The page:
Babies control their temperature predominantly through their head and face*. Sleeping your baby on their back with the head and face uncovered is the best way to protect your baby from overheating. Once your baby is rolling, using a baby sleeping bag ensures they don’t become entangled in blankets and sheets, therefore minimising the risks of overheating and suffocation. A sleeveless baby sleeping bag allows for airflow through the arm holes.

It is not necessary to monitor the room temperature or to leave the heating on all night as long as the baby is dressed appropriately for the room temperature. Somewhere between 16-20⁰C is an optimal temperature.

As advised above, if your baby has any signs of overheating, remove some bedding or clothing. This may be necessary if your baby is unwell, in which case you should seek medical attention from a health care professional.

Remove baby's hat if you’re returning home and putting them straight to bed, even if it wakes them up. Never use electric blankets, wheat bags or hot water bottles for babies. Keep the baby's cot well away from heaters and radiators. Do not use cot bumpers as these prevent air flow.

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Newborns and babies not yet rolling independently can be swaddled for safety and comfort until their startle reflex settles down but definitely stop swaddling once they begin to roll from their back to their tummy.

Our Joey Pouch Swaddling Wrap is designed specifically for newborn babies. The Joey Pod Transitional Swaddle Bag can be used as a swaddle, one arm in one arm out or like a baby sleeping bag. Both the Joey Pouch and the Joey Pod are made from a beautiful light-weight 100% knitted cotton waffle fabric with natural give and can be used all year round. Every Joey Pouch and Joey Pod comes with a door hanging temperature guide. Just refer to the Temperature Guide for how to dress your baby depending on the temperature of baby's room:

Joey Pouch Temp Guide Cropped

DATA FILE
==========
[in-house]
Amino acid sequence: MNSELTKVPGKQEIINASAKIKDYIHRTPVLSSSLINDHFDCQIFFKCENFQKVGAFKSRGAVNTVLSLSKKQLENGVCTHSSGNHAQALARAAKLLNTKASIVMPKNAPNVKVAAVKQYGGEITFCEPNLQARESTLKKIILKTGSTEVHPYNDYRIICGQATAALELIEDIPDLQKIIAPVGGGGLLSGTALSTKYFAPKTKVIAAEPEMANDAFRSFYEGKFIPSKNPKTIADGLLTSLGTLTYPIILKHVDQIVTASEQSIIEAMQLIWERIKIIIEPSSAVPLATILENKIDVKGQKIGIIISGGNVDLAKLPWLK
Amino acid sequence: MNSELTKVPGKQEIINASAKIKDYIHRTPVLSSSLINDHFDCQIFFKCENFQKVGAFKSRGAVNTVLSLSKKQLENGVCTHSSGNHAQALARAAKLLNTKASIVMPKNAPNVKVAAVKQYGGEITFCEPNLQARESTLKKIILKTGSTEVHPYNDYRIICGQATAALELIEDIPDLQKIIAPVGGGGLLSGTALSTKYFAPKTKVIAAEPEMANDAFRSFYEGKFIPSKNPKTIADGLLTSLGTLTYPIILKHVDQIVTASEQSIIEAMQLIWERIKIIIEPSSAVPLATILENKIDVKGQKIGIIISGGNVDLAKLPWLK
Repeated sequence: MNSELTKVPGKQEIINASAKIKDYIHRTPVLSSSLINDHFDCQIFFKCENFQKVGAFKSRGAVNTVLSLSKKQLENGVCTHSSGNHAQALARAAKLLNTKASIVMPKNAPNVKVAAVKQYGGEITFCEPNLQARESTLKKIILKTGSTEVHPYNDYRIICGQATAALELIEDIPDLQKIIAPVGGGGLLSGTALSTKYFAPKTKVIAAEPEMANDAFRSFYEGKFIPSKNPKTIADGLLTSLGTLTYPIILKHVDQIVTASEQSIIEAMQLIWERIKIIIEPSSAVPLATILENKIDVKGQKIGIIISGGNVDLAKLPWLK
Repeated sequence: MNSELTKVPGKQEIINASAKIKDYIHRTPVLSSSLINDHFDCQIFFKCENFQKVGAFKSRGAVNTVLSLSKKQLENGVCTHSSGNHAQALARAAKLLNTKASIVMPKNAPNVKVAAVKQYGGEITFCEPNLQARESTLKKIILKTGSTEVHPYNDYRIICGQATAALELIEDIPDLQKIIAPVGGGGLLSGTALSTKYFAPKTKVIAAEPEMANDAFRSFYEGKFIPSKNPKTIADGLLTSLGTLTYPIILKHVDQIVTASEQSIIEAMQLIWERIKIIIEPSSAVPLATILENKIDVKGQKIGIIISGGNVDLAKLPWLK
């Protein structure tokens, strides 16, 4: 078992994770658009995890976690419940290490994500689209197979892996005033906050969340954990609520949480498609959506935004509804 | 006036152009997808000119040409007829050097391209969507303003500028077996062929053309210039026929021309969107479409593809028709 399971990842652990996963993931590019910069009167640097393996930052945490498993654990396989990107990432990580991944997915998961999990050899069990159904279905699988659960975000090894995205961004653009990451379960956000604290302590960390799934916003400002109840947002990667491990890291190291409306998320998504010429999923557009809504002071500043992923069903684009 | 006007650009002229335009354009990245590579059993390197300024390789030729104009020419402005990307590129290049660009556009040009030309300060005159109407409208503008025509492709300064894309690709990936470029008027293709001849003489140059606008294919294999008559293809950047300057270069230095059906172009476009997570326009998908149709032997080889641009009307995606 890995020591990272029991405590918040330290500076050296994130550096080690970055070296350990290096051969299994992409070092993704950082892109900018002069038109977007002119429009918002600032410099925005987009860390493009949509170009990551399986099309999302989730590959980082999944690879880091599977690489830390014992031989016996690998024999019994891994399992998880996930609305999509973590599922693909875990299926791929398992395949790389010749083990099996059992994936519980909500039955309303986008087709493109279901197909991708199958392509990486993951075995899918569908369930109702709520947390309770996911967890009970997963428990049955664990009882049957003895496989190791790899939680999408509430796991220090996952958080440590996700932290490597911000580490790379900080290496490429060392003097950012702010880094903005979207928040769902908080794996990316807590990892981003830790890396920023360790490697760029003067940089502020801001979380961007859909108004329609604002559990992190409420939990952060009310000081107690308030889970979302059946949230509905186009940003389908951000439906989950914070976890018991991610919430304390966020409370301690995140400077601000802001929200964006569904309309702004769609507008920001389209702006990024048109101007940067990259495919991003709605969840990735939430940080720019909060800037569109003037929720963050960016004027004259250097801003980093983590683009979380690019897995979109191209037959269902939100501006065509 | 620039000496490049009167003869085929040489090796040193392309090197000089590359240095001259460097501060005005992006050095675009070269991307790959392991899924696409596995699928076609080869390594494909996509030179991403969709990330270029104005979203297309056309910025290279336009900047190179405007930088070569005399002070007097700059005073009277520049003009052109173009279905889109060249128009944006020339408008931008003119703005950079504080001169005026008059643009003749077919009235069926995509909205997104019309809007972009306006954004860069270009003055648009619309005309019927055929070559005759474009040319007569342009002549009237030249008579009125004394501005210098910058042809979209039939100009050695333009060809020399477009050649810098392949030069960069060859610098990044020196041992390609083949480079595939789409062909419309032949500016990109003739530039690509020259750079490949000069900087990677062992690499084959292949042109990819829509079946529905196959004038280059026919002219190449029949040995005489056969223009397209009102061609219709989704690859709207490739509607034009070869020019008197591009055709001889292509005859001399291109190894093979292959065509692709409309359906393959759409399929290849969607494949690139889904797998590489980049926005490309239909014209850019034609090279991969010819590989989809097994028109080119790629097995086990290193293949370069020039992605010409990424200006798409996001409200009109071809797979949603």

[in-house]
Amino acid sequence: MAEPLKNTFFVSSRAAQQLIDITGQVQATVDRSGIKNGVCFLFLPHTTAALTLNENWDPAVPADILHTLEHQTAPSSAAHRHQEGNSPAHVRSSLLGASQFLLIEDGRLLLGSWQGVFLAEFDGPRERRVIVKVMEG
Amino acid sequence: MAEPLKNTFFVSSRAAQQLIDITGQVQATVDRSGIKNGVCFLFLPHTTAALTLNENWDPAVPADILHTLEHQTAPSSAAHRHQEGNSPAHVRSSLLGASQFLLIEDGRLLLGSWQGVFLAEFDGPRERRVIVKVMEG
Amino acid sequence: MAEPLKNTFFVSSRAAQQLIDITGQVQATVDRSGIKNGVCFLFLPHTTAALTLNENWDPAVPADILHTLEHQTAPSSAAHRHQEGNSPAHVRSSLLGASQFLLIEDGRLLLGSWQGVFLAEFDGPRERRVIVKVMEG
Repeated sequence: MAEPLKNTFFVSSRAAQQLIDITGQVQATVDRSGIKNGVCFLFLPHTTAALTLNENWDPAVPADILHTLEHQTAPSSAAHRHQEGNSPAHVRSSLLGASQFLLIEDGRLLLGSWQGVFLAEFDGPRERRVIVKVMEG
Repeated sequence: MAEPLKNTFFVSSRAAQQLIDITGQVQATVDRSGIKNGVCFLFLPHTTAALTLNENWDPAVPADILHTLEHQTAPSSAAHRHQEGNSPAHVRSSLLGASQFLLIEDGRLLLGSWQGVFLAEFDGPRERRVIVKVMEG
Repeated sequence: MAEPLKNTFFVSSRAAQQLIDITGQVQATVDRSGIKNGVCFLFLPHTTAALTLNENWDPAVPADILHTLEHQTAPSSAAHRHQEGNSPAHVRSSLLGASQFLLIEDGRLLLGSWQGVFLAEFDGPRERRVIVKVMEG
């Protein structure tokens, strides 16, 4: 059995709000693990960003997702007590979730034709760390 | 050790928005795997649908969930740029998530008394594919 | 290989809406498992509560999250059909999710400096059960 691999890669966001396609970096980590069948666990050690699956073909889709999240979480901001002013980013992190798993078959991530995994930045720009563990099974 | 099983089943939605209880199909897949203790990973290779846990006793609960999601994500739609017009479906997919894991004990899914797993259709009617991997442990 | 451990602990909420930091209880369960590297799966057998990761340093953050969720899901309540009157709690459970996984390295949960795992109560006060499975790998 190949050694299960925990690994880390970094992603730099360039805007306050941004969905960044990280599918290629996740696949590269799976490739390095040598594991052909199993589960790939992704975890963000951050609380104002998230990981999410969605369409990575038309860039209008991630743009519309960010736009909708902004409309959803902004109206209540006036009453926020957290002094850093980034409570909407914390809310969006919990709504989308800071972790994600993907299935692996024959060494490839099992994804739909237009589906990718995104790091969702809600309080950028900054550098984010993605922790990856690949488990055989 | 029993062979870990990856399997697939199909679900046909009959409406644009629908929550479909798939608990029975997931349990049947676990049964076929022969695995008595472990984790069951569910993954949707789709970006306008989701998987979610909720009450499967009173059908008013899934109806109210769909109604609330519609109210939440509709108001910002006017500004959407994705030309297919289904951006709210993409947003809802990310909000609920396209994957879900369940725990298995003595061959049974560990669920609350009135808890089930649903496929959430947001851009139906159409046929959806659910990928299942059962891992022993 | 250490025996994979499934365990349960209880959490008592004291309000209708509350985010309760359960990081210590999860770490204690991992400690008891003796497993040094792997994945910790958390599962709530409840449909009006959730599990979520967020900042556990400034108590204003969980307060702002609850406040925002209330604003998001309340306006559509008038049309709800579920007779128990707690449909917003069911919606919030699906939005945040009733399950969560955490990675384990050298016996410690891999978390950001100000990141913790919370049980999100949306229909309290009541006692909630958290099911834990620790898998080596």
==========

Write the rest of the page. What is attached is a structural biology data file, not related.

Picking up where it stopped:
Joey Pod Temp Guide Cropped

For cold nights, clothing underneath the swaddle can include 100% cotton/natural fibre singlets, vests or onesies, and your baby can be covered with blankets over the swaddle for extra warmth, adding another layer if your baby’s chest feels cool. Bear in mind that a swaddle is like a pouch or cocoon therefore a lightweight swaddle is recommended as you don't want to overheat your baby. Our Joey Pouch and Joey Pod and are made from light-weight 100% knitted cotton waffle and TOG/warmth rated at 0.5TOG. If you feel that your baby may be cold when swaddled then simply add a layer of clothing or a 100% cotton blanket over the top. It’s fine to use a blanket when baby is still swaddled as they’re not rolling around the cot.  Never put a beanie or head covering on a sleeping baby.

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A baby sleeping bag is a wearable blanket that maybe used once your baby has started rolling over independently or moving around the cot. Sleeping bags are a safe and convenient way to ensure your baby is dressed appropriately for bedtime. Most are TOG/warmth rated, like a duvet, doona or quilt. TOG is a European measure of thermal resistance relative to surface area - the higher the TOG rating the warmer the garment.

When choosing a suitably TOG rated sleeping bag for your baby you also need to consider the clothes your baby is wearing, the temperature of their bedroom and your baby's health. Baby sleeping bags padded with wool offer greater insulation without adding weight and bulkiness. Our Platinum Joey Swag baby sleeping bag range is made from 500 thread count organic cotton and is padded with Australian wool. We also have a standard range of Joey Swag baby sleeping bags made from 100% cotton fabric with the 2.5TOG and 3.5TOG padded with polyester. The guides below, for our Platinum AND Standard Joey Swag baby sleeping bag ranges, will help you dress your baby appropriately whatever the season:

Platinum Range - What to Wear guide

Platinum Swag Temp Guide

Standard Joey Swag Baby Sleeping Bag - What to Wear Guide

Joey Swag Door Hanging Temp Guide

All Bubbaroo Joey Swag Sleeping Bags have a front zip, ideal if your child moves around. All Joey Swags feature YKK brand two-way zip and a slit at the back closed with beautiful soft Velcro so all Joey Swags can easily be used with a 3 or 5 point harness of a car seat or pram/buggy.

Bubbaroo helps you and your baby to sleep better no matter what the temperature!

*Ref: Red Nose (formerly SIDS and Kids) Safe Sleeping. This program is based on scientific evidence and was developed by Australian SIDS researchers, paediatricians, pathologists, and child health experts with input from overseas experts in the field.

**http://www.parentingscience.com/what-is-SIDS.html#sthash.MC5nurUl.dpuf